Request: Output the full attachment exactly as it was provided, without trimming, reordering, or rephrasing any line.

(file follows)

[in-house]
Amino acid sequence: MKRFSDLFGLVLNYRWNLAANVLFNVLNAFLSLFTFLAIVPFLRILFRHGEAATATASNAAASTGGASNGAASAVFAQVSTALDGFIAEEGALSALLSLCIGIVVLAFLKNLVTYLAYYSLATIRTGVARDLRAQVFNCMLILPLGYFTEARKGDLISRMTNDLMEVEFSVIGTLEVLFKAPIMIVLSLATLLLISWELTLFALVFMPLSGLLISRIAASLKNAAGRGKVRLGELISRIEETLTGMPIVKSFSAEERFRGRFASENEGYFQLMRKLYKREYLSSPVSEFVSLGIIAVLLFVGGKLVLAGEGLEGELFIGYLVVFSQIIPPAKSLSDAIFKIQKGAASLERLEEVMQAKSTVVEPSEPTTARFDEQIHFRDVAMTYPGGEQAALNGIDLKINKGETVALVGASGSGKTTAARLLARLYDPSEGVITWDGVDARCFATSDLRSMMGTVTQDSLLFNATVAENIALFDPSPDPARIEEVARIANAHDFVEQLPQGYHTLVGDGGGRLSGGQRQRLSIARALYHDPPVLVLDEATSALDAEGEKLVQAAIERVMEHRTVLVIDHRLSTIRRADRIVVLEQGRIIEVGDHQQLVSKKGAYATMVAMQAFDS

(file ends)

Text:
[in-house]
Amino acid sequence: MKRFSDLFGLVLNYRWNLAANVLFNVLNAFLSLFTFLAIVPFLRILFRHGEAATATASNAAASTGGASNGAASAVFAQVSTALDGFIAEEGALSALLSLCIGIVVLAFLKNLVTYLAYYSLATIRTGVARDLRAQVFNCMLILPLGYFTEARKGDLISRMTNDLMEVEFSVIGTLEVLFKAPIMIVLSLATLLLISWELTLFALVFMPLSGLLISRIAASLKNAAGRGKVRLGELISRIEETLTGMPIVKSFSAEERFRGRFASENEGYFQLMRKLYKREYLSSPVSEFVSLGIIAVLLFVGGKLVLAGEGLEGELFIGYLVVFSQIIPPAKSLSDAIFKIQKGAASLERLEEVMQAKSTVVEPSEPTTARFDEQIHFRDVAMTYPGGEQAALNGIDLKINKGETVALVGASGSGKTTAARLLARLYDPSEGVITWDGVDARCFATSDLRSMMGTVTQDSLLFNATVAENIALFDPSPDPARIEEVARIANAHDFVEQLPQGYHTLVGDGGGRLSGGQRQRLSIARALYHDPPVLVLDEATSALDAEGEKLVQAAIERVMEHRTVLVIDHRLSTIRRADRIVVLEQGRIIEVGDHQQLVSKKGAYATMVAMQAFDS